Black Legion

Hey everybody,
Following on from the first book in the series a few weeks ago, I thought it about time to get on with the second novel in the Black Legion series, simply named Black Legion.

View this post on Instagram

#nowReading #Warhammer40k #BlackLegion

A post shared by Mark (@marrrkusss) on

I must say, while I thought the first book was a pretty slow burn, this one was a lot more dynamic from the start. We’re back with Iskandar Khayon, as he tries to assassinate Thagus Daravek, a warlord of Chaos who has been bringing several warbands to his banner in the way Abaddon has been doing. We’re several years on from The Talon of Horus, and Khayon has been acting as Abaddon’s personal blade, though Daravek has been proving to be particularly difficult to kill. When his most recent attempt on the warlord’s life also fails, Abaddon sends Khayon to the mausoleum world of Maeleum, the world where Horus had initially been buried, on a nonsense mission that led the sorcerer to discover the existence of the Black Templars Chapter, and the seer, Moriana.

Moriana insists on being brought before Abaddon, and causes a slight rift between the new warmaster and his ruling council, the Ezekarion. This is especially true when Abaddon announces that he will lead a crusade into Imperial space, finally breaking the bonds keeping the Black Legion within the Eye of Terror.

Initially, this attempt does not work, as the stresses of the Warp destroy several ships from the armada. What’s more, Daravek catches up with them and a mutual annihilation looks likely. However, Daravek offers to parlay with Abaddon, and the two groups meet on the dead Craftworld of Taial’shara. There, Khayon comes very close to understanding the reasons why his attempts on Daravek’s life have failed for so long, as the warlord appears to have a peculiar hold over him.

Daravek demands Abaddon pledge himself and his forces to his own warband, which Abaddon scornfully refuses, but before anything further can happen, the Warp Ghost Saronos appears, offering to guide either group to Imperial space. While Daravek offers them ships and matériel, Abaddon simply offers them whatever they require, and wins their support. As it happens, Saronos wants their navigators, and while the Black Legion makes it out of the Eye, Khayon’s mentor Ashur-Kai is among those sacrified in the endeavour. However, when Khayon demands that Saronos removes his helm, he reveals himself to have the same face as Ashur-Kai…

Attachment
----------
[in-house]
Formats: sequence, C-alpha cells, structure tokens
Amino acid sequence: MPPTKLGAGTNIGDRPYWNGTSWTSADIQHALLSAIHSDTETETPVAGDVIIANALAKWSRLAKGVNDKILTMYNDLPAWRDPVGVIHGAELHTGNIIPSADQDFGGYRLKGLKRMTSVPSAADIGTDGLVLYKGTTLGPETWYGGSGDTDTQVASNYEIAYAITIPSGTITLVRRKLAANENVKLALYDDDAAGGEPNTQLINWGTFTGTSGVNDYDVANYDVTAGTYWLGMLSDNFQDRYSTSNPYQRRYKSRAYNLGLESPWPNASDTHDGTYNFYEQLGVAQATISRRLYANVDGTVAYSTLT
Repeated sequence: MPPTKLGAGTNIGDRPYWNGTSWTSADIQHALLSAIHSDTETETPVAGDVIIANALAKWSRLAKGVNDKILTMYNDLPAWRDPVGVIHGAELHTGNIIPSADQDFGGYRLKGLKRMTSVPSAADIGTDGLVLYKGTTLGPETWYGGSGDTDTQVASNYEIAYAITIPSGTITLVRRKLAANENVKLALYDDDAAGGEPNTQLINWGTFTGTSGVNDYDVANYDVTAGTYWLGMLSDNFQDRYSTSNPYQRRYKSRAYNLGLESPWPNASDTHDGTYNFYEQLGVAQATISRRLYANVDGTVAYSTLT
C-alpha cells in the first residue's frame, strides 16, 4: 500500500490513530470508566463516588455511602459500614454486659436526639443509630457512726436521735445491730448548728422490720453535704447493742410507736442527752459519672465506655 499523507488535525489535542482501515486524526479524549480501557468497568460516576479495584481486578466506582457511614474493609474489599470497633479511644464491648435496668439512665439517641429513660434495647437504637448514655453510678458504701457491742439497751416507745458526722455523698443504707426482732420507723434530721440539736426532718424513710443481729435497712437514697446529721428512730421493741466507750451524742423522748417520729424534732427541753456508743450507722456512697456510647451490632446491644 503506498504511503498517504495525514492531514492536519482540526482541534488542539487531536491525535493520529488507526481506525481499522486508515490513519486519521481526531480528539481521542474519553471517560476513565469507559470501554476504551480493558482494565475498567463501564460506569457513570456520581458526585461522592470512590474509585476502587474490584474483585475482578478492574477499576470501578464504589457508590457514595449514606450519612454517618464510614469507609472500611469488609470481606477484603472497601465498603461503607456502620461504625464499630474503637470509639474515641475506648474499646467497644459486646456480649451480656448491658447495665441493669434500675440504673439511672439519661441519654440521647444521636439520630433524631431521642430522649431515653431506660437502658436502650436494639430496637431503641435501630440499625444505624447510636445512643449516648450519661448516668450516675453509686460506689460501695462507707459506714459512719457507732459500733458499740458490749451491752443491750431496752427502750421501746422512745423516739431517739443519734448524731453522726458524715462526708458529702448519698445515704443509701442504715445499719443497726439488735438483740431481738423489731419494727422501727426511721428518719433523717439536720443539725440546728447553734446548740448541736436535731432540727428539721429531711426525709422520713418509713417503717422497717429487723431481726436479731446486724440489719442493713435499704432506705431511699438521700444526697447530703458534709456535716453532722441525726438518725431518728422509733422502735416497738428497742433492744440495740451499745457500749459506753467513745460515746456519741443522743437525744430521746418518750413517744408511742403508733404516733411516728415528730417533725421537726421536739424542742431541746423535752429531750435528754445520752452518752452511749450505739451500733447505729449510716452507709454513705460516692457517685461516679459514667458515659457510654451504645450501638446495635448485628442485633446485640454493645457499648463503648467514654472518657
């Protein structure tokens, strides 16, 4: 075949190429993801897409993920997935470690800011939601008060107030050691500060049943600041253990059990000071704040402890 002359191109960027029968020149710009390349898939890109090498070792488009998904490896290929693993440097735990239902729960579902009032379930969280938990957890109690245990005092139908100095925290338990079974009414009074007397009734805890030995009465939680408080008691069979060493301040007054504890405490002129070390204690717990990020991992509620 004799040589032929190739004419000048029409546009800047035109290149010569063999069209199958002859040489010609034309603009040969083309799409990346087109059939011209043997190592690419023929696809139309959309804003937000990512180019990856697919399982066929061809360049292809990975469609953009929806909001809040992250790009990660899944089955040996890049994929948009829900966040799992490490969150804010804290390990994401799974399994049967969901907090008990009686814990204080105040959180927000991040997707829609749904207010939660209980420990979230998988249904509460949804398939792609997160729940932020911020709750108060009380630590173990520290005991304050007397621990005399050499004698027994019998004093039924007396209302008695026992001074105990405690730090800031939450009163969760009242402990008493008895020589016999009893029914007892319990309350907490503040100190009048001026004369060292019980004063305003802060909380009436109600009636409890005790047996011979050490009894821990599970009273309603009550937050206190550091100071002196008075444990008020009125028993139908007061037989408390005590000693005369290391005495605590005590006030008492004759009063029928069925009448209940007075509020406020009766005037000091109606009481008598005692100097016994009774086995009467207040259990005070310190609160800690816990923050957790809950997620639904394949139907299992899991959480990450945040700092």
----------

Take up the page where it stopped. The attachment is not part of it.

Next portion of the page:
Upon escaping the Eye, the Legion is confronted by the Black Templars fleet under the command of Sigismund, whom Abaddon determines to kill in single combat. The Vengeful Spirit is left under the command of Khayon, and Abaddon led the boarding action on the Eternal Crusader. Khayon psychically possesses one of the marines of the boarding party to witness the duel, but is forced to pull back. While the Black Legion has indeed made it out of the Eye, Daravek’s armada has also managed to make it through.

It transpires that Daravek has possessed a piece of Khayon’s soul, which has enabled him to exhibit a particular control over the sorcerer, as well as track him through the Warp. Daravek boards the Vengeful Spirit and massacres his way through the ship in search of Abaddon, who is still aboard the Eternal Crusader duelling Sigismund. Khayon is able to kill Daravek, and while Abaddon kills Sigismund, he is himself grievously wounded.

Black Legion

What a book! I felt like the first book didn’t really get going until Abaddon himself appeared, around two-thirds through. Here, however, the Black Legion is already formed and we’re in the thick of Khayon’s attempt on Daravek’s life. Of course, it is still slow in parts, as we still have the narrative device of the interrogation scenes.

A lot of the characters from the earlier book, such as Lheor and Sargon, are somewhat relegated to bit parts this time around, which on reflection seems a little disappointing. The novel has a much tighter focus, revolving around Khayon’s dealings with Abaddon and Daravek, with little time for much else. We do learn a little more of Khayon’s history, though, and we get some really excellent set-pieces, such as the opening chapter that sees Khayon using a breathtaking array of psychic powers.

Oh, and the void battle scenes… my goodness, there are some fantastic battles!!

I was hoping for a little more lore from the Maeleum section of the book, maybe more on the relationship between the Sons of Horus and the Black Legion. Of course, that section was there to get Moriana to Abaddon, but I feel as though it would have been perfect to see more of that meshing of the two. The fact that this is all I can say against it, though, really attests to how much I enjoyed it!

It’s a really good book, and I feel like it was along the same lines as The First Heretic as being classic Warhammer fiction. It’s making me really excited to see what happens next in the series, and I’m hoping that it comes out sooner rather than later!

All of this talk of Chaos has made me look again at the miniatures that I have for my own Heretic Astartes army. With 9th edition on the way, of course, it’ll be interesting to see how this force (indeed, any force) will work, but I’m hoping that it will be possible to bring along interesting armies with odd bits peppered in. I’m still sticking with the Chaos Cult idea, though perhaps with a few more Marines along the way.

Though I’m really hoping for a Renegades and Heretics army in the new edition!!